can, clear the airway by removing the object with pliers or tweezers,
being careful not to push it farther down the throat. If it is lodged
too deep or if the pet collapses, then place your hands on both sides
of the animal's rib cage and apply firm, quick pressure. Or place the
animal on its side and strike the side of the rib cage firmly with the
palm of your hand three or four times. Repeat this procedure until the
object is dislodged or you arrive at the veterinarian's office.

Call your veterinarian immediately.

Withhold food for 12-24 hours, but not water. Sometimes pets that
appear to be straining are sore from diarrhea rather than from
constipation. Your veterinarian can help you decide which it is and
what will help. Trying at-home treatments without knowing the real
cause can just make things worse.

Call your veterinarian.

Symptoms include pain, inability to use a limb, or limb at odd angle.
Muzzle the pet and look for bleeding. If you can control bleeding
without causing more injury, then do so. Watch for signs of shock. DO
NOT TRY TO SET THE FRACTURE by pulling or tugging on the limb.
Transport the pet to the veterinarian immediately, supporting the
injured part as best you can.

Symptoms include rapid or labored breathing, vomiting, high body
temperature, collapse. Place the animal in a tub of cool water. Or,
gently soak the animal with a garden hose or wrap it in a cool, wet
towel. Do not overcool the animal. Stop cooling when rectal
temperature reaches 103 degrees Fahrenheit.

Call veterinarian immediately.

Symptoms include vomiting, convulsions, diarrhea, salivation,
weakness, depression, pain. Record what the pet ingested and how much.
Immediately call your veterinarian or poison control center. Do not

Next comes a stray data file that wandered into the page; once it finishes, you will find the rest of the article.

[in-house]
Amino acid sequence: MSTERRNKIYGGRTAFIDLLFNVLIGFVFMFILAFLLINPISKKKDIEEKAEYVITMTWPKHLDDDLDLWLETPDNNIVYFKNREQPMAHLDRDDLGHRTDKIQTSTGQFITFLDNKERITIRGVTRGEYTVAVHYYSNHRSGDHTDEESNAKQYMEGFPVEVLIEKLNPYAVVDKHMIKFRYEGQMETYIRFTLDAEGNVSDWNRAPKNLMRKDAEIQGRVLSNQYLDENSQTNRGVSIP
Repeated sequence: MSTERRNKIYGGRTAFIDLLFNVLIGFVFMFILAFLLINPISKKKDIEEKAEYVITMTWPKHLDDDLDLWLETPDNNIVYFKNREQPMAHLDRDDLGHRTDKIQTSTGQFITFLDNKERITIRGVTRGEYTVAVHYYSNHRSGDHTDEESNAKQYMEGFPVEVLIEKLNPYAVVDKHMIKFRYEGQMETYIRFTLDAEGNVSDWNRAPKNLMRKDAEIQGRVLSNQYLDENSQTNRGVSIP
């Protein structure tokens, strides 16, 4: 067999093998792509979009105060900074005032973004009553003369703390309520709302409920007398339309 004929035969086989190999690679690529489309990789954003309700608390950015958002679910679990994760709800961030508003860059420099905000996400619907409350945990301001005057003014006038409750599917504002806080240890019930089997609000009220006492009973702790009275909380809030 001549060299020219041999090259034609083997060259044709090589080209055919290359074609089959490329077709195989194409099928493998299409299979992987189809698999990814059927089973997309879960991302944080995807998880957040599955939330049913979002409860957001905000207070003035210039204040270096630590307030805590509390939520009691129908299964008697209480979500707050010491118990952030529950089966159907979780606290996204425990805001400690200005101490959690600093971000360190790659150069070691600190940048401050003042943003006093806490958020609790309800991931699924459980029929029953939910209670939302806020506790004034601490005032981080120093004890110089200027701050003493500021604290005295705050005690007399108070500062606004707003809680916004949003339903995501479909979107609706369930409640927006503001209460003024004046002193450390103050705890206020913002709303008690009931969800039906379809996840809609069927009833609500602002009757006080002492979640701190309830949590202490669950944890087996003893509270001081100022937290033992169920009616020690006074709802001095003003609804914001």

induce vomiting. In case of toxins or chemicals on the skin from oils,
paints, insecticides and other contact irritants, request directions
on if and how to wash the toxin off.

Symptoms include salivation, loss of control of urine or stool,
violent muscle twitching, loss of consciousness. Move the pet away
from any objects that could be harmful during the seizure. Use a
blanket for padding and protection. Do not put yourself at risk by
restraining the pet during the seizure. Time the seizure. They usually
last only 2 to 3 minutes. Afterwards, keep the animal calm and quiet.

Call your veterinarian immediately.

Symptoms include irregular breathing, dilated pupils. Shock may occur
as a result of a serious injury or fright. Keep the animal gently
restrained, quiet, and warm, with the lower body elevated.

Call your veterinarian immediately.

Withhold food for 12-24 hours. Give the pet ice cubes for two hours
after vomiting stops, then slowly increase the amount of water and
foods given over a 24-hour period.

Call your veterinarian.

If you need to muzzle your pet use a strip of soft cloth, rope,
necktie, or nylon stocking. Wrap around the nose, under the chin and
tie behind the ears. Care must be taken when handling weak or injured
pets. Even normally docile pets will bite when in pain. Allow the pet
to pant after handling by loosening or removing the muzzle. Do not use
a muzzle in a case of vomiting. Cats and small pets may be difficult
to muzzle. A towel placed around the head will help control small

If your pet can't walk A door, board, blanket, or floor mat can be
used as a stretcher to transport injured or weak animals.

If your pet's emergency is not covered here, please call your
veterinarian immediately. If you are away from home, you can find a
veterinarian near you by using the AAHA-accredited hospital directory.

Click here for instructive videos by the Cornell Feline Health Center
on giving your cat a pill, capsule or liquid medication.